The Jesuit Spirit in Action

Graduation from Holy Cross, where volunteerism runs high, does not mean leaving the Ignatian call to help others behind. Through the Ignatian Volunteer Corps and Jesuit Volunteer Corps, opportunities for lifelong service to the neediest in our communities abound.

Founded 15 years ago by two Jesuit priests, the Ignatian Volunteer Corps is now present in 12 states with more than 270 members. This organization, which welcomes people 55 years and older, is dedicated to helping the materially poor. Working with existing service sites to extend their influence and aid them in helping others, IVC volunteers can be found on the ground at innumerable non-profit service centers, including homeless shelters, food pantries and ESL learning labs. Adhering to the motto “Finding God in All Things,” IVC’s spiritual component is central to the volunteer experience. In order to strive for spiritual development, all of its members take part in journaling, a yearly retreat, individual monthly meetings for spiritual reflection and monthly meetings with fellow corps members. 

With an average volunteer age of 68, IVC offers the opportunity for volunteerism in one’s retirement years. Suzanne Geaney ’76, director of IVC, says: “The most important thing someone can do can happen later in life. Giving to others can be the most meaningful time.”

When asked what it takes to thrive as an IVC volunteer, Brother Steve Jubin, director of the New England region, replied simply “You’re not called to be successful, you’re called to be faithful.” Through his experience working with IVC, Brother Jubin says he is able to tap into a pervasive happiness that comes from volunteering with the poor.

For the recently graduated, the Jesuit Volunteer Corps offers an avenue to serve in the Ignatian spirit. Living right alongside the people they are helping, young people dedicate a year or more to striving for social justice. 

Having spent two years in Chuuk, Micronesia, A.J. Cabrera ’05 looks back fondly on his time volunteering in Jesuit Volunteer International (JVI), a division of JVC. He offers this advice to any Holy Cross student considering the opportunity: “This is the best time to do something that puts you out of your comfort zone. There is no rush at this point in your life.” Similar to IVC, the JVC also places Jesuit spirituality at the center of its organization. According to Cabrera, there are four core values that the experience revolves around: community, social justice, spirituality and simple living. “No matter what you did, you had to live out these four values, and I want to live them out for the rest of my life,” he says.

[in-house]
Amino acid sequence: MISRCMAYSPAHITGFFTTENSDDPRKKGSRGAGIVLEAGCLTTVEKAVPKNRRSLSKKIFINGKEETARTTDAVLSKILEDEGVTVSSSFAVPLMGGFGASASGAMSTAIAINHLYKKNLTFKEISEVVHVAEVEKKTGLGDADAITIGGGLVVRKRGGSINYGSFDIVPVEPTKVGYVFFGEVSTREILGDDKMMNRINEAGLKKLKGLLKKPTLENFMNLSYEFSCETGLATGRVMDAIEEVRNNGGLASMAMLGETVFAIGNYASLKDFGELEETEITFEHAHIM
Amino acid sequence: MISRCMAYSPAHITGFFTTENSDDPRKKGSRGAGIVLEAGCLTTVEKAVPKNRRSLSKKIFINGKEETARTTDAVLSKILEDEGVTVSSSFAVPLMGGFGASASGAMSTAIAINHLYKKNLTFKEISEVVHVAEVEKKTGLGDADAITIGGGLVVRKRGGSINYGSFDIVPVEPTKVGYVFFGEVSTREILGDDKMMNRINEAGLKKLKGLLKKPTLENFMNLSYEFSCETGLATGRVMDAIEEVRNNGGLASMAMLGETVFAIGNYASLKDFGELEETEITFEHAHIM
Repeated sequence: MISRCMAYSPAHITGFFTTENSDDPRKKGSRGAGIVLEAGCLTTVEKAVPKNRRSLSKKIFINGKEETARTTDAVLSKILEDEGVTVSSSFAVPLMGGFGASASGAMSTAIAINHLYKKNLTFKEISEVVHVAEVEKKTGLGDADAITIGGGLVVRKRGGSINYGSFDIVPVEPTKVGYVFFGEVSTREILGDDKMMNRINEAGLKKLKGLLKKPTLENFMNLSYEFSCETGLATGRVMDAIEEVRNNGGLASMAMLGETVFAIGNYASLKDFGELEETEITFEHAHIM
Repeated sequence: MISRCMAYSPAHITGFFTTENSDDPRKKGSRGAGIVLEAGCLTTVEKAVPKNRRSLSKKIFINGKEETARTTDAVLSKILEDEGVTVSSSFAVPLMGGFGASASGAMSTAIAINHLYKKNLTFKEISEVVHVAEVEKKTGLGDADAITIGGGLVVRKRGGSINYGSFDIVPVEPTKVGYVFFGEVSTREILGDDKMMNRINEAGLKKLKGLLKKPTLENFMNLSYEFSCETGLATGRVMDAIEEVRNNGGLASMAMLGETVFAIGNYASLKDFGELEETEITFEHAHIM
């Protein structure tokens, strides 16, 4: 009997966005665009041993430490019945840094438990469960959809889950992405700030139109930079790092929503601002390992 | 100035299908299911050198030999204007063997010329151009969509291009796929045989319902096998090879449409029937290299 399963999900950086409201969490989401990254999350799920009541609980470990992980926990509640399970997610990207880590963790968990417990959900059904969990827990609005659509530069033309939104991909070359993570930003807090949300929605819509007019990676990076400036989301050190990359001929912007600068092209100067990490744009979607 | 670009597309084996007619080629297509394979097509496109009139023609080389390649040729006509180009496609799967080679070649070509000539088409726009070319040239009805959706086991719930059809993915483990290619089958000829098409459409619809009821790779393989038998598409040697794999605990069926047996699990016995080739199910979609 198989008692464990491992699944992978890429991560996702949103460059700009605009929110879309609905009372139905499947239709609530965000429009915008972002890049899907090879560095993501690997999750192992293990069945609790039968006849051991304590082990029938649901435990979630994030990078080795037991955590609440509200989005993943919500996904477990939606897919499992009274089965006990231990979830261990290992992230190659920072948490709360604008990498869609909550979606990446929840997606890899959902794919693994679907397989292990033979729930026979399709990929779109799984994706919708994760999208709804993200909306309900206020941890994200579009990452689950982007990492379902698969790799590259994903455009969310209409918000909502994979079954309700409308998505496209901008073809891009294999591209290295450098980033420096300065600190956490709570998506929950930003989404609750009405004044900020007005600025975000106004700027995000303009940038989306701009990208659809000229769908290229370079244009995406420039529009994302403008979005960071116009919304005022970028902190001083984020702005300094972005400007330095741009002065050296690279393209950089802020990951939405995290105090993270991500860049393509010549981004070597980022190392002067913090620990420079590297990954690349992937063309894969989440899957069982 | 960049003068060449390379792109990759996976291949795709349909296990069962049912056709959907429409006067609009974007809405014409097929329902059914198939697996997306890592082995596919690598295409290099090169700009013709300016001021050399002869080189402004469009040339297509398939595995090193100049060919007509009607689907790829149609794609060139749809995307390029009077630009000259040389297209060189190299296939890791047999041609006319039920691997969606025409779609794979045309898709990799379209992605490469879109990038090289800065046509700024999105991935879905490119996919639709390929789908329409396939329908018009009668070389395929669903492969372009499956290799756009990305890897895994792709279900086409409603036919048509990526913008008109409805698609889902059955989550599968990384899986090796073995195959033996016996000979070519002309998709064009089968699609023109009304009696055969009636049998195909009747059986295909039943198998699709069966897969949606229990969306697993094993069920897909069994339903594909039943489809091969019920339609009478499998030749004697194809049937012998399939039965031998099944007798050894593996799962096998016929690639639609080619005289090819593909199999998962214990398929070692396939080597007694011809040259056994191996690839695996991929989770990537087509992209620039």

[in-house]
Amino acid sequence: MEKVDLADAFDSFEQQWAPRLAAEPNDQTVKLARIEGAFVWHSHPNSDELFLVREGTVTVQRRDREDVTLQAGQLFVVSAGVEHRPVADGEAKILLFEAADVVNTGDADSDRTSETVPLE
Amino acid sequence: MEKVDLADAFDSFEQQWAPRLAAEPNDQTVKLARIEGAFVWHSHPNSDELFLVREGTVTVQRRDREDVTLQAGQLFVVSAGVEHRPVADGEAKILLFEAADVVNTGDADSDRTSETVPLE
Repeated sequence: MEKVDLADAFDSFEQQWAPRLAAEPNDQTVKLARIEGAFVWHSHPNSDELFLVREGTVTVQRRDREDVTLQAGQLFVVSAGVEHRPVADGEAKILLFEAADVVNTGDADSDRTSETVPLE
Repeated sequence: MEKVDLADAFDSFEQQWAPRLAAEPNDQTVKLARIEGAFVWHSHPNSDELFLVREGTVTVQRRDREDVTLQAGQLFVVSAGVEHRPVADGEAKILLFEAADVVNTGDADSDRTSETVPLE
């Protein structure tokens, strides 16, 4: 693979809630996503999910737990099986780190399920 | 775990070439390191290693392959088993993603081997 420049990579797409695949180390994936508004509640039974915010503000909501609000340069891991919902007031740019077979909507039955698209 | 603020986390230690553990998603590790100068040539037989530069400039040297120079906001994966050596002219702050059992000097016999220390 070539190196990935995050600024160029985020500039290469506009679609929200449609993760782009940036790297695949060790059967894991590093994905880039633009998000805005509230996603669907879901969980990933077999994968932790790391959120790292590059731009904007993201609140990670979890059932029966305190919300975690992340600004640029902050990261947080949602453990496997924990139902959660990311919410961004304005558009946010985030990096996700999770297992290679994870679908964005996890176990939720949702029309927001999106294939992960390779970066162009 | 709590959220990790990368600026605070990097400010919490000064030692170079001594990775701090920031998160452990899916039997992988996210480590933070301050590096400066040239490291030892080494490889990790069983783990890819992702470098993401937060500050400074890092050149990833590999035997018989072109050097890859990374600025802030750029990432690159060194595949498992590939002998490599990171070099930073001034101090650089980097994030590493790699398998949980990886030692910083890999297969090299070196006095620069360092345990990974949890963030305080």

When researching different volunteer organizations, Sarah Bernardi ’09 immediately knew that JVC was the right one for her. “Although I could have taken any number of other volunteer positions doing direct service in the community, it was the Ignatian spirituality that drew me to JVC,” she says. “JVC offers me a chance to work directly with marginalized populations and live in a community, while giving me the chance to grow in spirituality and understanding of what it really means to be Catholic.”

The need for IVC and JVC volunteers is now greater than ever as economic woes linger and more people out of work are moving below the poverty line. Brother Jubin gives this advice to any Holy Cross alum thinking about joining one of the Jesuit volunteer groups: “Don’t be afraid, because that’s what holds us back…IVC is the best investment portfolio on the market, because it stays with you for eternity. Invest in your future by giving back to your neighbor.”  —Kristen Rooney ’09